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Peace and quiet are elusive commodities in Ho Chi Minh City. Motorbikes roar through the narrow streets, passing bustling markets, vibrant coffee shops and raucous karaoke bars. Traders sell fans and flowers, while street food vendors tempt passers-by with the smell of fresh bánh mì and deep bowls of phở.
Those looking for tranquillity can find relative calm before the sun rises. Groups of men and women gather in the city’s parks, practising tai chi before the fierce daytime heat forces them to seek shelter. Noodle sellers set up plastic stools on the street, readying themselves for the morning rush. And Mr Nguyen Kim Son hops on his bicycle and begins delivering newspapers to his customers, just as he has done almost every day for the last 45 years.
Mr Son is the last of his kind. As across the world, newspaper circulation is down in Vietnam. Smartphones are ubiquitous, and Saigon is a youthful city. Much of the population has grown up outside of a print publication culture. Business has consequently slowed for Mr Son and his wife Thu, who runs a newsstand in the central District 3 while her husband is out delivering.
“It’s more difficult for us now,” Mr Son says with an air of weariness mixed with acceptance.
“Years ago, in the golden age of newspapers, people queued up to buy copies. On some days we closed at 7pm. Now we only stay open until 2pm, because everyone has already read the day’s news. Most of my colleagues stopped because of their old age, and because their income was no longer enough.”
Mr Son has no plans to join his erstwhile associates in retirement. For him, this is more than a job.
It all began in 1975, shortly after the North Vietnamese captured Saigon and brought a 19-year-long conflict to an end. Son was 18. His mother, a Hanoi native, had moved south during a 300-day period of free movement before the country was divided in two in 1954. Upon arrival she opened a newsstand. It was Son’s destiny to take over once he came of age.
“I couldn’t afford to go to university, and my family wasn’t able to give me any money,” he says. “But my mum gave me the wings to start my new life: her newsstand.”
Saigon has changed beyond recognition since Son posted his first newspaper through a customer’s door. The population has swelled from around 2.5 million in 1975 to nine million today. Skyscrapers have sprung up at a dizzying rate. Estimates suggest that 8.5 million motorbikes now swarm through Saigon’s streets. Car ownership, unattainable to the vast majority half a century ago, is on the rise.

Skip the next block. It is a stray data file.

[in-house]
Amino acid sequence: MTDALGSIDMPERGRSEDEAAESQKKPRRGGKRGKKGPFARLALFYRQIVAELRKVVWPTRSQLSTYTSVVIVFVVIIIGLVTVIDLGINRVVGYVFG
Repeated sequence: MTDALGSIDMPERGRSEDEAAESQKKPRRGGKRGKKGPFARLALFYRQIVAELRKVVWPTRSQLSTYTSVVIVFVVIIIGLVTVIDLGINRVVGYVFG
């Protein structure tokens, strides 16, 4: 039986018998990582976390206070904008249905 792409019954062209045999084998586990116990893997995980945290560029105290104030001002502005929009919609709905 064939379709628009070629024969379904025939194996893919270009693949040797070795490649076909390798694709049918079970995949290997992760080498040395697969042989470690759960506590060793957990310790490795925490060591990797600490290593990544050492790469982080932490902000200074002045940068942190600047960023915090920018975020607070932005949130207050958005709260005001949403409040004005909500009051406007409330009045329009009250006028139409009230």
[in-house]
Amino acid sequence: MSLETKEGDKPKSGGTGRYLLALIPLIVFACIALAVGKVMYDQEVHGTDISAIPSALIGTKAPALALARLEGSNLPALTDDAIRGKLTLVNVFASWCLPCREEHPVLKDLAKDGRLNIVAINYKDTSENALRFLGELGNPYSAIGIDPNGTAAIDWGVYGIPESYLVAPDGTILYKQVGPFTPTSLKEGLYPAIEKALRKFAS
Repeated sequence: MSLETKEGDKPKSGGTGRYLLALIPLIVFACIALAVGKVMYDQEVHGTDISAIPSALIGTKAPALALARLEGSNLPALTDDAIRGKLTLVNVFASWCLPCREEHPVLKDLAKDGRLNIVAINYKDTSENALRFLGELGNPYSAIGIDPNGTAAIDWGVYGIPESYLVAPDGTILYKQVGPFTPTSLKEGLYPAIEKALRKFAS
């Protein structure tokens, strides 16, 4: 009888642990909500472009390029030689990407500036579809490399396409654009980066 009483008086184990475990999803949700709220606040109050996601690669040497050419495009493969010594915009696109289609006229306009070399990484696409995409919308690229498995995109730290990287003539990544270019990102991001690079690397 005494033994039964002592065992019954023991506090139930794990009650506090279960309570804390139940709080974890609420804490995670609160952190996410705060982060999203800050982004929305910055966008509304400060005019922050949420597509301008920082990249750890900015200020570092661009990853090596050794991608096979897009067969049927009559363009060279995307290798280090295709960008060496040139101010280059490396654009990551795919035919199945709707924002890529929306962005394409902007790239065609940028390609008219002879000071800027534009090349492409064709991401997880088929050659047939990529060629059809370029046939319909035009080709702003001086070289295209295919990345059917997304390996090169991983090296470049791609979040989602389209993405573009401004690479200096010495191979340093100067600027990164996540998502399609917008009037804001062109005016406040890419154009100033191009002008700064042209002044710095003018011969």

Mr Son has been the bearer of news, both good and bad, that has defined modern-day Vietnam. In 1977, aged 21, he delivered reports detailing the country’s accession to the United Nations. Two years later came the invasion of Cambodia and the removal from power of the Khmer Rouge. Mr Son had been in the job for 20 years when Vietnam established full diplomatic relations with the United States. In 2019, he distributed bulletins on the Trump-Kim summit in Hanoi.
Remarkably, though, Mr Son’s day-to-day role has hardly changed in 45 years. With his black beret and long trousers, he is something of a throwback to an older, more elegant Saigon. He speaks gently and slowly. And although the bicycle may be hard work on his 63-year-old legs, he still prefers it to the engine-powered equivalent. He once suffered a motorbike accident that led to a broken thigh bone and weeks off work. Mr Son cannot afford a repeat.
His attire and choice of vehicle lend him an air of serenity that is at odds with the chaos and commotion of his environment. He goes about his job without fuss, even though it is not as easy as it once was.
“At the moment, I only deliver around 10 newspapers a day,” he says. “I also sell some to people on the street and my wife sells more at the newsstand, but it’s unpredictable.
“We have started to sell other products, too, including magazines. Sometimes foreigners come to buy our maps, but most use their phones and have no need for a paper version. My brother-in-law makes rice noodles. We decided to sell some at our newsstand to make a little more money.”
An increase in customers is not without its drawbacks, however. In the past, Mr Son and Thu often found themselves overwhelmed. Not all of his clients were forgiving of unforeseen delays.
“A few years ago, my delivery schedule wasn’t stable,” he explains. “The publishers weren’t very well organised, so I had to wait for collection at the printing house. I sometimes delivered the newspapers late and some customers were annoyed by that. Now the industry has modernised, but people don’t read newspapers as much anymore.”
Mr Son would no doubt prefer a little more business. But he is still content with his lot. Having his wife by his side certainly helps.
“We’ve been married since 1986,” he says with a smile. “Our day-to-day life has been the same for years. We’ve lived our lives together and enjoyed every moment together. Our life is quiet and peaceful.”
Has he ever contemplated quitting or finding another way to make a living?
“No,” he says firmly. “My job is the life that my mother gave me. I’m not going to stop until I’m too old to work.”
Soon it is 2pm and time to close the stand. Thu typically departs on the bicycle a little earlier, leaving her husband to conclude the day’s business. He will return home on foot, re-joining his wife for some well-earned relaxation. After a taxing eight-hour shift, it is important for Mr Son to rest his weary limbs. Tomorrow, and every day, he will rise before the sun.